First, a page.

An Ancient Tradition

From 12th century crusaders who became hermits on a mountain called Carmel, in the deserts of northern Palestine to the founding of communities in the great cities of Europe and eventually in the Americas and around the world, the history of our Carmelite order is intimately connected to the lives and stories of individual souls who sought out prayerful solitude together in the world.

Unlike most religious orders, the Carmelites have no founder. Instead, we trace our beginning to some hermits who settled on Mount Carmel in Palestine more than 800 years ago. That is a long way from Tenafly, NJ! Our story begins after the Civil War when Catholics began to move into the Northern Valley of Bergen County.

A Humble Origin

Dutch and English Protestants inhabited this area. An Irish Catholic from Pennsylvania, John Harrold, was hired to construct some new luxury homes for New York bankers and stockbrokers wishing to move out into the country. Harrold recruited Irish emigrant workers by waiting outside the Castle Garden Immigration Center in lower Manhattan. As the immigrants arrived Harrold asked if any of them were carpenters and were looking for a job. He hired men on the spot and brought them to a boarding house in Tenafly. This was the beginning of the Catholic presence in Tenafly.

In 1873 a group of these Catholic families under the leadership of John Harrold petitioned Bishop Corrigan to start a Catholic parish. On July 5, 1873 the Parish of Our Lady of Mount Carmel was formally organized. The first mass was celebrated in a wooden barn. Soon the families bought a piece of land on the Faley Reservation and built a humble wooden chapel. The parishioners were proud of their church but the bishop was not impressed. He was quoted on his visit as saying, “This is not a fit place to bring a Bishop.”

Father Paganini was the first pastor followed by Father Cornelius Cannon. In 1878 the Bishop entrusted the parish to the Carmelite Fathers of Englewood. The Carmelites have served in Tenafly ever since.

Finding Our Roots

Father Theodore McDonald, O.Carm. became the third pastor. He immediately requested the Sisters of Charity to help establish a school. A strong believer in Catholic education Fr. Theodore told the parishioners, “If I must sell my own coat we shall have Sisters in a very short time, and we shall have our own school.” In October of 1879 Mount Carmel School opened with 30 students. Two Sisters of Charity arrived each morning by train from Englewood and walked from the depot one mile to the school through mud and water, heat and cold. The Sisters of Charity stayed in the parish for 99 years and left in 1978. The school, now an academy is still flourishing and was recently awarded a Blue Ribbon of Excellence by the Department of Education.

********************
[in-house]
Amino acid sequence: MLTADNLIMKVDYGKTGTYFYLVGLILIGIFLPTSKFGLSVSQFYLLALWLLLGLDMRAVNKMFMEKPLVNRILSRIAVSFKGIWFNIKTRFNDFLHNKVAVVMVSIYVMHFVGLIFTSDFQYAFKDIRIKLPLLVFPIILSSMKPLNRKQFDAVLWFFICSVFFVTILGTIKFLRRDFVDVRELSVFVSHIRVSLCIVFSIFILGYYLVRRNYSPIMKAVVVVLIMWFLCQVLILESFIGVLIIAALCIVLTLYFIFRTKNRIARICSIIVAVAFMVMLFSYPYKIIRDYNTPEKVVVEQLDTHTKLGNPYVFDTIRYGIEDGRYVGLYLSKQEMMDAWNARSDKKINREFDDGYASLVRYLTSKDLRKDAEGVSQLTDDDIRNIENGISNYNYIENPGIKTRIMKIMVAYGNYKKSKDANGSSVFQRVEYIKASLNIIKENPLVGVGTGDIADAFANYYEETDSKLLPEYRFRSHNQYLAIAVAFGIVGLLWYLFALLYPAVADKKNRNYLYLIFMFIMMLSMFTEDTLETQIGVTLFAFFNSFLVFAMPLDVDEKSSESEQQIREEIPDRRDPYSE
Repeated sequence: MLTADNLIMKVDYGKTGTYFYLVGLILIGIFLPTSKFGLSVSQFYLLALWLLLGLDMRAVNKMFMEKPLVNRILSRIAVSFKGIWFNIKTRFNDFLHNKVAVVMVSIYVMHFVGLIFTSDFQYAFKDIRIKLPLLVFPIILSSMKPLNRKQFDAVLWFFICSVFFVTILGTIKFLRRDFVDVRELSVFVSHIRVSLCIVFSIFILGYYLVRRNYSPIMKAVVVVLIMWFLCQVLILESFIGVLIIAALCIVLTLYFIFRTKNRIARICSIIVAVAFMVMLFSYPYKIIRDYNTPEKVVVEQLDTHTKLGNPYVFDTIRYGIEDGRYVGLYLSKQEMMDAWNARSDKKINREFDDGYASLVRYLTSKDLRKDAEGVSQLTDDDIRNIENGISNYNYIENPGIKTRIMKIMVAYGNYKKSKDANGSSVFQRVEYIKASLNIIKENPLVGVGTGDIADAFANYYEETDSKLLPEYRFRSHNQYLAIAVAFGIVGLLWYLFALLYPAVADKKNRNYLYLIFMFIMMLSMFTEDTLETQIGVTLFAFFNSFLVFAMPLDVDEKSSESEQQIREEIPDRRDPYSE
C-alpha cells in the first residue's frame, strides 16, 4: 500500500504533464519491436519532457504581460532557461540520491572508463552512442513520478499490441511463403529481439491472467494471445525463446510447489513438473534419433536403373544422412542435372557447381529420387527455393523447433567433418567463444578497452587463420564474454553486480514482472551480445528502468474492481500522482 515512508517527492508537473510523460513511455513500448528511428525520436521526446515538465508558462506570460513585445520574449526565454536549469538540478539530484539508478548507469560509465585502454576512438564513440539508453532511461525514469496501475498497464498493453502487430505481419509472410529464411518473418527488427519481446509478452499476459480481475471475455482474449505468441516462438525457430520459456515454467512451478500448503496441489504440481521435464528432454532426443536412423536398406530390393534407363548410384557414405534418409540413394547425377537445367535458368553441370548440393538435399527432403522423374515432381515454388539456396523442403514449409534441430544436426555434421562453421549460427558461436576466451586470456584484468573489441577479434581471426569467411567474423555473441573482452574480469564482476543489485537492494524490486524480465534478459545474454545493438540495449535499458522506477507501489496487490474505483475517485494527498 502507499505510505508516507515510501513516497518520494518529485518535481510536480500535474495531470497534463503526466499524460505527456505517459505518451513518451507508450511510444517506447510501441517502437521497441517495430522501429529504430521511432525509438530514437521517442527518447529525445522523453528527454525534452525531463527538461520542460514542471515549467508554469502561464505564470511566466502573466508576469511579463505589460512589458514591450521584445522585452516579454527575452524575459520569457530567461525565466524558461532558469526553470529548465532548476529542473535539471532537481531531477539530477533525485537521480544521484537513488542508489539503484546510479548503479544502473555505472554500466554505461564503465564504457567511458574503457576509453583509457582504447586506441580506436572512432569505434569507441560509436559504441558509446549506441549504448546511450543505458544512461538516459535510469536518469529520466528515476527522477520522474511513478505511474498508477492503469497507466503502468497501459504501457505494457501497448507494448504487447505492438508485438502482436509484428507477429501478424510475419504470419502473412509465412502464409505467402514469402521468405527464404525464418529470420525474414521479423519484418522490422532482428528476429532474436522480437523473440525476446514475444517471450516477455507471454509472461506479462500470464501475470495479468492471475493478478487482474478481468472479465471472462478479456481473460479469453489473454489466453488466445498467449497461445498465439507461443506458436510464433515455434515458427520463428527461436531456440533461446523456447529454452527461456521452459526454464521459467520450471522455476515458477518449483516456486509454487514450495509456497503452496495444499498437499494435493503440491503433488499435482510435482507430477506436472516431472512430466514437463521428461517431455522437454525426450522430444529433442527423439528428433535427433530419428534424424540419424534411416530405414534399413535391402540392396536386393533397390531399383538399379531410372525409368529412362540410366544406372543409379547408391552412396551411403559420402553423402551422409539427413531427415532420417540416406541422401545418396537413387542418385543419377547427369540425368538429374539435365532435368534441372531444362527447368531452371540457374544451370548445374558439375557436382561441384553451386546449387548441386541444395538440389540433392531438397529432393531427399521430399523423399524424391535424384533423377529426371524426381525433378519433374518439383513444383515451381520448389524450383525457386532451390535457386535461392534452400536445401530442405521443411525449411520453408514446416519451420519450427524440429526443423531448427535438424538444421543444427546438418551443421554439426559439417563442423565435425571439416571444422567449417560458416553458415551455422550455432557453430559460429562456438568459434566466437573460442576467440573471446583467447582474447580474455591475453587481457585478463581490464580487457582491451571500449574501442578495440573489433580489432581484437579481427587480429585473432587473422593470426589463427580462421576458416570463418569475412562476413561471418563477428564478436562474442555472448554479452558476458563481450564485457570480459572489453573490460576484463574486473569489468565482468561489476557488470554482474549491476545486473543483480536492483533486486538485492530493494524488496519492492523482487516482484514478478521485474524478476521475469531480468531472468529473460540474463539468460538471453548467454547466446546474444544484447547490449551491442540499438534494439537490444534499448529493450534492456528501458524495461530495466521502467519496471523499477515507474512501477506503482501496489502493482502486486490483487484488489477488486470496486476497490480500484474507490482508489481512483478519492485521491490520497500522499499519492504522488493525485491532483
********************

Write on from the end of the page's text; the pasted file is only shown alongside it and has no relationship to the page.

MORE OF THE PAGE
On the Move

Newly arrived Italian families joined the original Irish Catholic families in the 1890’s. Both groups were working people, mostly carpenters or stone masons or servants. Both groups struggled to be accepted. In 1905 Father Benedict O’Neill, O.Carm. bought a plot of land in the center of town. It was the site of the Huyler estate, an old Dutch farm. The little wooden church was moved from an obscure side street to this new prominent site. Some boro citizens were shocked at having a Catholic Church so visible in the center of town. Yet by the 1920’s the Catholic presence in Tenafly greatly increased.

During 1917 and 1918 Mount Carmel parish could boast the largest Catholic congregation in the United States. Camp Merritt was operating those years within the parish boundaries. Each day the camp’s population was about 50,000 and it was estimated that 40 per cent of the soldiers were Catholic. On many a night thousands of the soldiers were ordered to embark for Europe and the pastor Father Fidelis Paulding, O.Carm. would go to the camp in the night for Confessions and Communion.

A New Way Forward

During the first half of the 20th century parish families prospered. Then in the 1950’s the East Hill of the borough was developed with large and beautiful houses. Young Catholic professionals moved into the parish from New York and from Union and Jersey Cities. What was once called a “swamp mission” became a very desirable location.

In 1952 Father Gregory Bergin, O.Carm built the current Church and School. In the 1960’s Father James McGill built the rectory, convent and new school wing. Father Campion Doyle, O.Carm guided the parish into the new Church of Vatican II.

As an active and progressive parish, Fr. Ashley Harrington, O.Carm. began updating the parish and in the late 1990’s modernized the facility by building an elevator and memorial giving wall.

An Ancient Tradition in a New Century

In 2009, the Very Reverend Father Leonard J. Gilman, O.Carm oversaw the largest renovation project to our parish and school facilities since the 1960’s; our school has been transformed into an Academy and a nationally recognized Blue Ribbon School of Excellence.

Over 140 years later, the same determination continues at OLMC with a primacy of faith, and through the lens of love.  Our vision forward is informed by our shared past.  OLMC faculty understands that teaching is a vocation and that lifelong learning is a vocation. With waiting lists for most of our classes, and alumni attending the best high schools and universities in the country, OLMC is viable and vital in the 21st century. Fr. Theodore’s vision has expanded in ways even he could never imagine. Near the same grounds where Fr. Theodore made his bold announcement, our students confidently say, “We are Mount Carmel!”